If you own and operate a business with your soon-to-be ex-spouse, you may need to consider how a divorce could affect it. As noted by the Internal Revenue Service, a sole proprietorship may continue operating after a divorce, but it must have only one owner. An ex-spouse may, however, work as a paid employee.
As noted by Forbes, your current business format may need restructuring. Two ex-spouses, for example, could form a partnership to operate a continuing business. Different onsite work schedules could allow formerly married individuals to work without direct interaction with each other.
How could spouses use business interests to “buy” other marital assets?
According to the American Bar Association, an ex-spouse may give up his or her interests in a private business in exchange for other marital assets. The arrangement could require a written agreement stating how much a spouse may receive in future payments from business profits.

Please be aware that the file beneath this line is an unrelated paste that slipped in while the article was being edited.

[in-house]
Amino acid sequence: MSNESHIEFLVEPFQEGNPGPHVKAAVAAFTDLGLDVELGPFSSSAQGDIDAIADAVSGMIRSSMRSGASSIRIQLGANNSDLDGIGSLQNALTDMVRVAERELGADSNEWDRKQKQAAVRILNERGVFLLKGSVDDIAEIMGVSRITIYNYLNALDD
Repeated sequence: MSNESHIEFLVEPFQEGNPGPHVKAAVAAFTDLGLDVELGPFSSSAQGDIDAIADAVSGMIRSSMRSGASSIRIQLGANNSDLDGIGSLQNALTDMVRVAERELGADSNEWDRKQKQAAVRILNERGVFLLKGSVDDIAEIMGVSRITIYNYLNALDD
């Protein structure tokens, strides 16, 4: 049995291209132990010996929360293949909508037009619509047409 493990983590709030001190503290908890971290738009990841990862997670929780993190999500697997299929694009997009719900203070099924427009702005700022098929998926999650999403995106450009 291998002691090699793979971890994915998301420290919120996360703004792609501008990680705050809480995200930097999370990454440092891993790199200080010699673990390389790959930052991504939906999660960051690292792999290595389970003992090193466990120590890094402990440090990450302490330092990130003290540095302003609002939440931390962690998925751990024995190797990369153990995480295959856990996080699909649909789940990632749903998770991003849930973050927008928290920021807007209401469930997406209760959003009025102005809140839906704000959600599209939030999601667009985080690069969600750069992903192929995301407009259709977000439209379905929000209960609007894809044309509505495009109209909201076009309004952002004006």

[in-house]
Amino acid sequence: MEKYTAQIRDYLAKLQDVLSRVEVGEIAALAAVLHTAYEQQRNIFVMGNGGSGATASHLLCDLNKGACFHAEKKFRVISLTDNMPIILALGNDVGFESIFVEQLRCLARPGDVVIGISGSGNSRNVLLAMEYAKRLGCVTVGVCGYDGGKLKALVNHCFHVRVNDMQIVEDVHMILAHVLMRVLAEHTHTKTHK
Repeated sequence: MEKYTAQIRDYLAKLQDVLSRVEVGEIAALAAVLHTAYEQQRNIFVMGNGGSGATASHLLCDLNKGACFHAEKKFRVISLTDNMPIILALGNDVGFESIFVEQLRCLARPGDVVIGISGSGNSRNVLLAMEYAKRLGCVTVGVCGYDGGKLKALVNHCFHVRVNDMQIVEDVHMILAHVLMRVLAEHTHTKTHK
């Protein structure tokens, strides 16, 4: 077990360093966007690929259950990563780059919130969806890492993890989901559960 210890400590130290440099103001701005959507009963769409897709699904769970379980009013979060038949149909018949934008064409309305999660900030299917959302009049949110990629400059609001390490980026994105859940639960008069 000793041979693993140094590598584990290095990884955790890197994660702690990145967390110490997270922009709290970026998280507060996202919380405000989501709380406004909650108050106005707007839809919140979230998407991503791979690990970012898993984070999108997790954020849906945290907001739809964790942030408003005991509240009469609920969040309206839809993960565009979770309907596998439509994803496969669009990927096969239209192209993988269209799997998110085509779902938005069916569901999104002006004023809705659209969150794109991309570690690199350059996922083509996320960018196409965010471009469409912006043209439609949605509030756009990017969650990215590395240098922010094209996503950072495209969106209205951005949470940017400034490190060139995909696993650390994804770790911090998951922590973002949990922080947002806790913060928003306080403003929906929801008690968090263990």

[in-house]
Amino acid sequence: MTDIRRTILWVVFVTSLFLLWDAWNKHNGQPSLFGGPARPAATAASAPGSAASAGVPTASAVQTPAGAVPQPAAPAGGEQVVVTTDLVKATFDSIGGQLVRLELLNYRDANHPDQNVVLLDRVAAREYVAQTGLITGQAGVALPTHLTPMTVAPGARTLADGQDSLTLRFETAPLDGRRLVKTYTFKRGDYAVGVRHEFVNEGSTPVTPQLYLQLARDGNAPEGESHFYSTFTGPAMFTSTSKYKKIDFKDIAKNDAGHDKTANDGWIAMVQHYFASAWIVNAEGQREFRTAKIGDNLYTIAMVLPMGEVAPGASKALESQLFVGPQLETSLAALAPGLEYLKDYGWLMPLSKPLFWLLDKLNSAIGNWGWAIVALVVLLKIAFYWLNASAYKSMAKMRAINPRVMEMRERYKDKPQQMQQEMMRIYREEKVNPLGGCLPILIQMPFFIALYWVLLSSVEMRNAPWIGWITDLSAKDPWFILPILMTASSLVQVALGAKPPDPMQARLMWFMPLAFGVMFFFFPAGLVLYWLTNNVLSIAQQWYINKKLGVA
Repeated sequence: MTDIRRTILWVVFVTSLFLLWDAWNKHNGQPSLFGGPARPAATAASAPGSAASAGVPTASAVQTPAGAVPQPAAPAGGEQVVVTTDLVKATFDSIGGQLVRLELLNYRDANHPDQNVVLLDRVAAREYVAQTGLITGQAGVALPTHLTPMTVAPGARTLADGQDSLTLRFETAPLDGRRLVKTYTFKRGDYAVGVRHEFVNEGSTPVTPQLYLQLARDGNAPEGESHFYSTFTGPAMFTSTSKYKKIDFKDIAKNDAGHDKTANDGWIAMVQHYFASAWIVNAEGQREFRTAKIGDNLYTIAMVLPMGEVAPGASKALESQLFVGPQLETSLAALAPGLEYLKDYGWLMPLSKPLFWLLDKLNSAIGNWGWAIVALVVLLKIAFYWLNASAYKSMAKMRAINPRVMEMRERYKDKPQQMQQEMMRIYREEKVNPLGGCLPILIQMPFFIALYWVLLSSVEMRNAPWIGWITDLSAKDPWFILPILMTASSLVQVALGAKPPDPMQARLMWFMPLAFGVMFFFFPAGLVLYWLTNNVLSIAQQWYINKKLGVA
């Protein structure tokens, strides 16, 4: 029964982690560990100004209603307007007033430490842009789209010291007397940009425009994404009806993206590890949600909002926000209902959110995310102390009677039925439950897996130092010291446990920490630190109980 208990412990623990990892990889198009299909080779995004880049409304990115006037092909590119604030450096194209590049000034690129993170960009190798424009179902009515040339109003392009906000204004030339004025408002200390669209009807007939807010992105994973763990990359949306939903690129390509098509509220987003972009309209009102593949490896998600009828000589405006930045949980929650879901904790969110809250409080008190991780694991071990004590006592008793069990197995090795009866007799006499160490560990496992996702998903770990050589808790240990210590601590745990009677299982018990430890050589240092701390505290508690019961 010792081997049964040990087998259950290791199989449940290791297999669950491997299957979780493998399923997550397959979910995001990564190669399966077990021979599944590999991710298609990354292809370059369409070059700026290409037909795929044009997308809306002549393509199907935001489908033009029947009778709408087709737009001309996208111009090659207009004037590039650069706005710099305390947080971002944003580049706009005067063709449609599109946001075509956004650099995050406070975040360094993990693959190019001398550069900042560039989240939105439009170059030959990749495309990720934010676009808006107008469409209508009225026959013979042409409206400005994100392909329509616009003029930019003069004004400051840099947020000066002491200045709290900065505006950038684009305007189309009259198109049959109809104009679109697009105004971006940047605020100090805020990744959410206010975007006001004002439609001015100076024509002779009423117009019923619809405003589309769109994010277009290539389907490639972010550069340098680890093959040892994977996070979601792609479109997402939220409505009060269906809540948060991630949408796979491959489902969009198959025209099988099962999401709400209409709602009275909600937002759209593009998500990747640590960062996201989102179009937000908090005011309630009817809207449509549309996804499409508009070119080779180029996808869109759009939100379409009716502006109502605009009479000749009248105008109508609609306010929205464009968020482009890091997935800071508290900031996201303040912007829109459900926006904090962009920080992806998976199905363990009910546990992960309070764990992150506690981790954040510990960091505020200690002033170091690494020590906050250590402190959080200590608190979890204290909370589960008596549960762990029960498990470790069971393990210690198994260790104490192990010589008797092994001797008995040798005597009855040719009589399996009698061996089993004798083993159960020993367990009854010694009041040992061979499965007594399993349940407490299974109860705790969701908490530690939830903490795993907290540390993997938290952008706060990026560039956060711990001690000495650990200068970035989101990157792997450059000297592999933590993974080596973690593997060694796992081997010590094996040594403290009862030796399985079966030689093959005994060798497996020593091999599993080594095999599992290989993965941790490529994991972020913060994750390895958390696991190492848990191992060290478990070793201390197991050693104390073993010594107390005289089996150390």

An agreement could also outline how one spouse remains responsible for managing and operating a business. An ex-spouse could receive a part of the profits until it equals a fair payment for his or her share of relinquished marital assets. It may take several years, however, until payments reach the agreed-upon amount.
What could help two ex-spouses to continue running a business?
Kiplinger’s Personal Finance describes how a written contract could outline each spouse’s responsibilities and pay after a divorce. You may also include terms specifying how to resolve disputes. Communicating the terms of the arrangement with employees could help them continue providing quality services or goods to customers.
A divorce may provide an opportunity to draft an agreement to manage a shared business in the future. Two soon-to-be ex-spouses could discuss how to operate an enterprise together. You may also negotiate a plan to sell the business and divide the proceeds.